- You can’t teach an old dog new tricks; you can lead a horse to water but you cannot make him drink. If I were either of these animals, I’d be a touch peeved at my widespread association with stubbornness. For those of us born in the digital age, the great value of technology is a priori — we’re born believing that technology is integral to our daily lives and overall well-being. However, our elder statesmen and stateswomen approach technology from an a posteriori perspective. For this group, the adoption and sustained use of new technologies is borne out of experience and sometimes not-so-friendly encounters with not-so-patient technophiles. But both groups recognize the central role technology plays when doing business in the information age.
Unsurprisingly, older (≥ 55 years old) and younger (< 55 years old) physicians differ in the attitudes toward the use of health technology in their treatment of patients, especially in the adoption of electronic health record (EHR) systems. A study that will appear in the print edition of Health Affairs this May reveals that age as well as practice environment make all the difference in whether physicians choose to adopt EHR technology. The research of Decker et al., “Physicians in nonprimary care and small practices and those age 55 and older lag in adopting electronic health record systems” (doi: 10.1377/hithaff.2011.1121), is based on data from the yearly National Medical Care Survey 2002–2011, which comprises responses from nearly 23,000 physicians.
So what do we know? First, EHR use has grown dramatically since 2002: less than 20% compared to nearly 60%. Much of this growth is the result of the American Recovery and Reinvestment Act (ARRA) and Health Information Technology for Economic and Clinical Health Act (HITECH) in 2009. Within these adoptions distinct differences became apparent:
Adoption of any system during the decade increased more for primary care specialists compared to non–primary care specialists; for physicians age fifty-five or younger compared to those older than fifty-five; physicians in practices with ten or more providers compared to those in practices with fewer than ten providers; physicians in practices owned by organizations other than physicians or physician groups; and physicians outside of Metropolitan Statistical Areas.
There is a danger that the disparity in EHR use could affect future health information exchange (HIE), as some physicians without EHR systems or systems that are too basic cannot make use of a more robust EHR. Stage 2 Meaningful Use takes the quality of patient care beyond the level of a single provider to a network of providers. Considering that physicians under 45 years old are adopting EHR systems twice as quickly as their older counterparts, it is likely that this generational gap in EHR implementation will close significantly.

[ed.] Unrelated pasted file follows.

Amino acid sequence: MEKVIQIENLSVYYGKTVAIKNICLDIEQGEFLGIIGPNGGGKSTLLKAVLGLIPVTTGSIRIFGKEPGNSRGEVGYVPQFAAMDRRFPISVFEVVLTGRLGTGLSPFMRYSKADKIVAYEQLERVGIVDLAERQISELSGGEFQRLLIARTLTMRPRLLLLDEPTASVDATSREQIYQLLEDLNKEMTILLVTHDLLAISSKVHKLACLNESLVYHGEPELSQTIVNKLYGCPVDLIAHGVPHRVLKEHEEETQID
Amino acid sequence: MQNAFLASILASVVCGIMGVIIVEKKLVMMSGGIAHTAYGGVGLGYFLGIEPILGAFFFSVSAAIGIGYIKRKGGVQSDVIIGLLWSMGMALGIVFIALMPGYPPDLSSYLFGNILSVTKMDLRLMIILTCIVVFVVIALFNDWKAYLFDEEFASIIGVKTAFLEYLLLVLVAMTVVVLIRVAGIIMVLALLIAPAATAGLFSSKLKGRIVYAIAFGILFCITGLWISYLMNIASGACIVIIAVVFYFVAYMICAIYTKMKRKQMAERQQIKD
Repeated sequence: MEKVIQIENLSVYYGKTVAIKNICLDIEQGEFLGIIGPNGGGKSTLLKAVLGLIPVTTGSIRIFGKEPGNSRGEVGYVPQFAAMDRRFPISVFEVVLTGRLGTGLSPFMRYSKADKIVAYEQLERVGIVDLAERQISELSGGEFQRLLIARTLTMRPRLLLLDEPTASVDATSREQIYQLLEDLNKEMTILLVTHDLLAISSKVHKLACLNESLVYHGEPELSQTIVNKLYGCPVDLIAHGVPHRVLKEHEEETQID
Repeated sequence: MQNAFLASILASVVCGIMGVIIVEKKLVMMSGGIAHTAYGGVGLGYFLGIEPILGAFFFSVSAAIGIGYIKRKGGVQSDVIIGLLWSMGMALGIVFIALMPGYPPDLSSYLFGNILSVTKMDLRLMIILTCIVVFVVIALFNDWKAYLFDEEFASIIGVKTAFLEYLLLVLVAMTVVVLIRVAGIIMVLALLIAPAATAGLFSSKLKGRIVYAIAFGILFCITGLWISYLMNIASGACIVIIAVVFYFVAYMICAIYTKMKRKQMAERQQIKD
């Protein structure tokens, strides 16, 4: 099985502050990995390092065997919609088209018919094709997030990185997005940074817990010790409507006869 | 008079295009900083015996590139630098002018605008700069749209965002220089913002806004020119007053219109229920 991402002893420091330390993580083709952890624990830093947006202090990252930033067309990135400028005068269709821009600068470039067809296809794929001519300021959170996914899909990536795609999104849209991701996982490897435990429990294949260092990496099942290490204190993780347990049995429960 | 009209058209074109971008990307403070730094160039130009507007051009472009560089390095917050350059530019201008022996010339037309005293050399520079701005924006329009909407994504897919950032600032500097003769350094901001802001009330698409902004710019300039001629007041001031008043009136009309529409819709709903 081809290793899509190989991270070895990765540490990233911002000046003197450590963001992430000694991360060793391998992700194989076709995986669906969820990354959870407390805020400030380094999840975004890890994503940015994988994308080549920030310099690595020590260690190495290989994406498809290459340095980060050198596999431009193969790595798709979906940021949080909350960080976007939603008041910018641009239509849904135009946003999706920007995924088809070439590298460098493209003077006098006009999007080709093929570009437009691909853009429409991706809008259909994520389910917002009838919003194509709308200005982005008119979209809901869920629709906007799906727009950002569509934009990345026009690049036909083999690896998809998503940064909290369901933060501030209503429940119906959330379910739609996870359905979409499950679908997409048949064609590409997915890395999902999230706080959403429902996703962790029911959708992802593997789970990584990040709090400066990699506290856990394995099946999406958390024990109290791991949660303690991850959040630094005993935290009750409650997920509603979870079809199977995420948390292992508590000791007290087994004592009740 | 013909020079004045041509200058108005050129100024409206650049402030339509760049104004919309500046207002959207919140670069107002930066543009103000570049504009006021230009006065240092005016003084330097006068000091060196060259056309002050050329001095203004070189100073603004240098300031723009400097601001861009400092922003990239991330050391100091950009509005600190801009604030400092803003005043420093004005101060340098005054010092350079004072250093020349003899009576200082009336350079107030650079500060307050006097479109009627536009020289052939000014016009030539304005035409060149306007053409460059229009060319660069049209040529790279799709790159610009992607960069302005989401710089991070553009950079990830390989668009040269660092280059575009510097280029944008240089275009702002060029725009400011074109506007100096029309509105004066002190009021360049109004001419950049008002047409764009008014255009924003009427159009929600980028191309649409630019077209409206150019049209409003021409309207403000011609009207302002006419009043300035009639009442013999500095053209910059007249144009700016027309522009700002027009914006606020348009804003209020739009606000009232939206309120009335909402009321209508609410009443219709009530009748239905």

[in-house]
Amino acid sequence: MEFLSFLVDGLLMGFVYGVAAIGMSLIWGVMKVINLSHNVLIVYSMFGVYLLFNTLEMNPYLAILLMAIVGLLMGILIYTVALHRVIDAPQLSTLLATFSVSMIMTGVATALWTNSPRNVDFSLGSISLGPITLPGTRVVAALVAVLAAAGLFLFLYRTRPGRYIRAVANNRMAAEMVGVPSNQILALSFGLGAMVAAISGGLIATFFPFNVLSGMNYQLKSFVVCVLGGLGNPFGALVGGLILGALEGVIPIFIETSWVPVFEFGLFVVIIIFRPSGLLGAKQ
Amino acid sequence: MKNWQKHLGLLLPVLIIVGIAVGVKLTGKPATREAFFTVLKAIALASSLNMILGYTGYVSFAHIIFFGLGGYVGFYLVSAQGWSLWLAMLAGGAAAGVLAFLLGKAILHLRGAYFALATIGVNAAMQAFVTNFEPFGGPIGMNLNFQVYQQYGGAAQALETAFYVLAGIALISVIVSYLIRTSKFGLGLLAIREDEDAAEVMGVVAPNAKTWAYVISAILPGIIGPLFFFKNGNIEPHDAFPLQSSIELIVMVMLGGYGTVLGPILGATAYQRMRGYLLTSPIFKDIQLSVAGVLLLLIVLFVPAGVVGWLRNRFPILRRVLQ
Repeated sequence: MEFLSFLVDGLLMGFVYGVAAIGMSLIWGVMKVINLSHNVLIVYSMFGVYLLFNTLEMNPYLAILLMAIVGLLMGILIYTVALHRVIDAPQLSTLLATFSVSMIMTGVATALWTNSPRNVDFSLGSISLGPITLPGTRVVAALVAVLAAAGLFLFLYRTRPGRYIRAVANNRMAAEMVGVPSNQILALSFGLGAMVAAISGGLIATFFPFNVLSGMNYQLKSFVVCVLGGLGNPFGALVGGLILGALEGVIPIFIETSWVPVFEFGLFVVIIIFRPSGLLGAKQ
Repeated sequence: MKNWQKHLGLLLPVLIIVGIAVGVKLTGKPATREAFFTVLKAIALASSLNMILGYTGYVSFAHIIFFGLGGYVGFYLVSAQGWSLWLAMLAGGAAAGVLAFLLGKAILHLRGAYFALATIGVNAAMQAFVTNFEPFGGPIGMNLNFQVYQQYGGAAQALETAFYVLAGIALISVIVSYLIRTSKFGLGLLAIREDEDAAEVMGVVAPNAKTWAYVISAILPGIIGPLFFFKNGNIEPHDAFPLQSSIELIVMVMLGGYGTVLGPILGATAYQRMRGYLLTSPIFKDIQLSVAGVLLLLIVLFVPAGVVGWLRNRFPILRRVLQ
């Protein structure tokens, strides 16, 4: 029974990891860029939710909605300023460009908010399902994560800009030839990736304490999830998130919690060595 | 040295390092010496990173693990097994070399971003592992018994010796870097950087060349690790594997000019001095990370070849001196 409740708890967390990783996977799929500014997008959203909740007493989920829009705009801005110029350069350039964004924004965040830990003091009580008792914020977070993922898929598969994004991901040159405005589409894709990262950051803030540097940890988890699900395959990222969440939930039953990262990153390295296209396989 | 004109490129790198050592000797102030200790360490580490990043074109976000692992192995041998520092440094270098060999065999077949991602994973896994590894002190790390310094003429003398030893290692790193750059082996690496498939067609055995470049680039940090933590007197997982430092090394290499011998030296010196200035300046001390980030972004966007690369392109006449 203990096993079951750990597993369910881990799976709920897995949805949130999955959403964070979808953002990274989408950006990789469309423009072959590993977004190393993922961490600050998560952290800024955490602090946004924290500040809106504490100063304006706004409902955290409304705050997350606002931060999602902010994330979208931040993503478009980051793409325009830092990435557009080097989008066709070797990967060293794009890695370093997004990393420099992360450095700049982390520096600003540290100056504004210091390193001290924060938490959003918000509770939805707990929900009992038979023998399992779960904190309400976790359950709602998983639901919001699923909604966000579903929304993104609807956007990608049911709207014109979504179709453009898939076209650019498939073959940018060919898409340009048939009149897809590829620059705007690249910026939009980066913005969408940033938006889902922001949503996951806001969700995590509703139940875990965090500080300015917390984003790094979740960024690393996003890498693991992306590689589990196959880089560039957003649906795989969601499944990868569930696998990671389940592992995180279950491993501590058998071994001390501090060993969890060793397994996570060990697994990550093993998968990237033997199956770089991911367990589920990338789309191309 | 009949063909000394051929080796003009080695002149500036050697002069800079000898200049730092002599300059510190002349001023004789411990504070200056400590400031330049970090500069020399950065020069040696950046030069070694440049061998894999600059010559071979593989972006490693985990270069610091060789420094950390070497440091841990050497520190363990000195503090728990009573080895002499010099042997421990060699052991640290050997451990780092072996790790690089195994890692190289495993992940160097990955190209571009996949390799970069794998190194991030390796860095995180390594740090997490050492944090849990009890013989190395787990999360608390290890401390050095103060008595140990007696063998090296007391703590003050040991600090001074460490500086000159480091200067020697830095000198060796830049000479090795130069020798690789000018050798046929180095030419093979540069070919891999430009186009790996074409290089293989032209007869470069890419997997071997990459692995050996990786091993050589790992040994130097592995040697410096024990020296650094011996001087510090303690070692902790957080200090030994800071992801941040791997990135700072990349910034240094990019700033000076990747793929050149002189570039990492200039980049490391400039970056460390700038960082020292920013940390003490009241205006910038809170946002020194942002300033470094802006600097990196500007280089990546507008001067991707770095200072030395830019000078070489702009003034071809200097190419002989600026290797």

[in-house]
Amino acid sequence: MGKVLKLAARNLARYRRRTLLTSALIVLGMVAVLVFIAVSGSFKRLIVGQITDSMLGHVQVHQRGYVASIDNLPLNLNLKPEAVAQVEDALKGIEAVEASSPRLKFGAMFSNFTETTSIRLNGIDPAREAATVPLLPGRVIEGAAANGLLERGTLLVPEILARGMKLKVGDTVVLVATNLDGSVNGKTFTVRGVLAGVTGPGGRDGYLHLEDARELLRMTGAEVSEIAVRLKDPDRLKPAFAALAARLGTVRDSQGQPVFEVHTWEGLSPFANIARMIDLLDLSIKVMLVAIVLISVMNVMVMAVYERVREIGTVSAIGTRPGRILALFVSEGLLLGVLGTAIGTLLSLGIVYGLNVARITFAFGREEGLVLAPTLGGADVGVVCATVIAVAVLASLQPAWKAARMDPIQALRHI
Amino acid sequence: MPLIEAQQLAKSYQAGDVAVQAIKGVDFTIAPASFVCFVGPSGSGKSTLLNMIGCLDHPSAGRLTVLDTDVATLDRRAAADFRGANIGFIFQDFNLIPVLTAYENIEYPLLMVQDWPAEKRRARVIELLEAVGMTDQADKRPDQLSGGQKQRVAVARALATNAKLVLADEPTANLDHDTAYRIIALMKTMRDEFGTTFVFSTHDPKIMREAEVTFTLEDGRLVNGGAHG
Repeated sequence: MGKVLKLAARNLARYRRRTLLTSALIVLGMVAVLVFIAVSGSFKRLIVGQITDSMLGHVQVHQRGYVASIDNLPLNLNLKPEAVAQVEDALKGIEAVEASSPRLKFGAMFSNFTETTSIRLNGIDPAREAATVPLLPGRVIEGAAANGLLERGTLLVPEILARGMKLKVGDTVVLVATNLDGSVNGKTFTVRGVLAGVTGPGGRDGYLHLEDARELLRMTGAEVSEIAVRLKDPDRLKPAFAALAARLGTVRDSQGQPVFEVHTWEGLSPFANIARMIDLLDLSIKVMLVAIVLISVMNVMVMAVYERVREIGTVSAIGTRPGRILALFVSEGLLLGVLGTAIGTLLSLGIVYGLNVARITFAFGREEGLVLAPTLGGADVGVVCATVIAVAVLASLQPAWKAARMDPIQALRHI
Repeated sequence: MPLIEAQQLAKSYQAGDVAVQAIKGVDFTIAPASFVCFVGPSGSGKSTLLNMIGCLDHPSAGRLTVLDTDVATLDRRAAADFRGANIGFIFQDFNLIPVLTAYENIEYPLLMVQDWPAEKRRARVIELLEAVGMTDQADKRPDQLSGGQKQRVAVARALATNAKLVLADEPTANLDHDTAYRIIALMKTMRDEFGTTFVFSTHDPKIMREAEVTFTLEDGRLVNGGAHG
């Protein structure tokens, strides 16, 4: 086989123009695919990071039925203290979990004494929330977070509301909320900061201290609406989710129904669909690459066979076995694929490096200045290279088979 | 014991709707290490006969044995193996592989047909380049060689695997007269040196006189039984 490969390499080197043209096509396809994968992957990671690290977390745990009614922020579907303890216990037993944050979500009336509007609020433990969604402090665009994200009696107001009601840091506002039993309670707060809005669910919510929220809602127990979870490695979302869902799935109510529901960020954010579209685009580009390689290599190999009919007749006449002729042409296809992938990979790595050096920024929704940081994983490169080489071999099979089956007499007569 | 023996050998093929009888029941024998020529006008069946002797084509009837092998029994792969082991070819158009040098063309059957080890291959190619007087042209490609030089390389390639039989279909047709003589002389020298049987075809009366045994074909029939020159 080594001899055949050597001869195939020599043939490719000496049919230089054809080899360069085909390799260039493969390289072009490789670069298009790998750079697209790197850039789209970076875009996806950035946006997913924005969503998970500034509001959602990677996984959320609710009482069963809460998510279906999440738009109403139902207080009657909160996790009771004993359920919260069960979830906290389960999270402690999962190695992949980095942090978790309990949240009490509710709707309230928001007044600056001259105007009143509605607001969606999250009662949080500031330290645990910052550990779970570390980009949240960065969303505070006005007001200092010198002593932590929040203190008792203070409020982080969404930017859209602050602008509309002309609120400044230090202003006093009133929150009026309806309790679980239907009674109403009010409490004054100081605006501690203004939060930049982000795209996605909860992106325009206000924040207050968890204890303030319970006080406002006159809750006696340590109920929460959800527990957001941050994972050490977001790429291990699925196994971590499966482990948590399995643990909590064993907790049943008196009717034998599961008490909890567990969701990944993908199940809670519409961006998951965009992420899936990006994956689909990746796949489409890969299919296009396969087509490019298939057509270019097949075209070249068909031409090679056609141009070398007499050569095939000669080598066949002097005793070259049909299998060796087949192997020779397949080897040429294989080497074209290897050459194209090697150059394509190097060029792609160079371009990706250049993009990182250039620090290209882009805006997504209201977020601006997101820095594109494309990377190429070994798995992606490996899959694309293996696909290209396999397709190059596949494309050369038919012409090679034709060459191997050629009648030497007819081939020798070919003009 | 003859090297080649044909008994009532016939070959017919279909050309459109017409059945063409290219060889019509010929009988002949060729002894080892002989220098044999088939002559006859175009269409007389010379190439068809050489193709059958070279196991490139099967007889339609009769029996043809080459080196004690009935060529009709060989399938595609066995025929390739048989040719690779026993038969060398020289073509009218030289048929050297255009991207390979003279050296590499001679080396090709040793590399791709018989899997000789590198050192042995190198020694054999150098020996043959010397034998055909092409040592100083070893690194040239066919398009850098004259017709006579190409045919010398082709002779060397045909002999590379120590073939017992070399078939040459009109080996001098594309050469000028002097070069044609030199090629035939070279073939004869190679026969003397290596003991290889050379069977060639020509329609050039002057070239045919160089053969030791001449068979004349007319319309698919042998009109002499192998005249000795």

Of more importance to the widespread use of EHR technology is its use by large and small providers. In past two weeks, we’ve covered the important national initiative by the Office of National Coordinator for Health Information Technology (ONC). Through the funding of 62 regional extension centers (RECs), the ONC is working on the state level to help smaller practices achieve to achieve Stage 1 Meaningful Use via a certified EHR system. The first REC milestone (M1) is to enroll 1,000 providers in the REC’s program, the second (M2) is to get these providers to go live with their EHR systems, and the third (M3) is to get them to achieve meaningful use.
According to the study, small practices and non-primary physicians hold the key to the ultimate success of the Centers for Medicare & Medicaid Services (CMS) EHR Incentive Programs:
This broad initiative is intended to raise overall adoption levels. Federal programs initiated by the 2009 legislation are targeting primary care providers and physicians in small practices. To achieve the stated aims of widespread use, the programs will need to continue to aim incentives and support at small practices. Programs may also need to focus on physicians outside of primary care to narrow the persistent and widening gap in the adoption of EHR systems.
In light of what we learned from the director of Nebraska’s REC, we ought to add rural health clinics to this key group, which for some reason are ineligible for Medicare and Medicaid incentives because of legislative oversights and the unique make up of their patient population.
EHR adoption is about more than incentives, it’s also pivotal to the viability of certain clinics and small practices as it could determine their ability to keep staff and attract the next generation of techno-savvy physicians.
• Why can’t rural health clinics receive EHR Medicare incentives?
• Wide River TEC reaches REC milestone
• Getting CAHs to attest to meaningful use
• Part I: The go-to resource for meaningful use in NH
• Part II: The go-to resource for meaningful use in NH
• What hospitals are eligible for EHR incentives?
• Preparing and registering for EHR Incentive Programs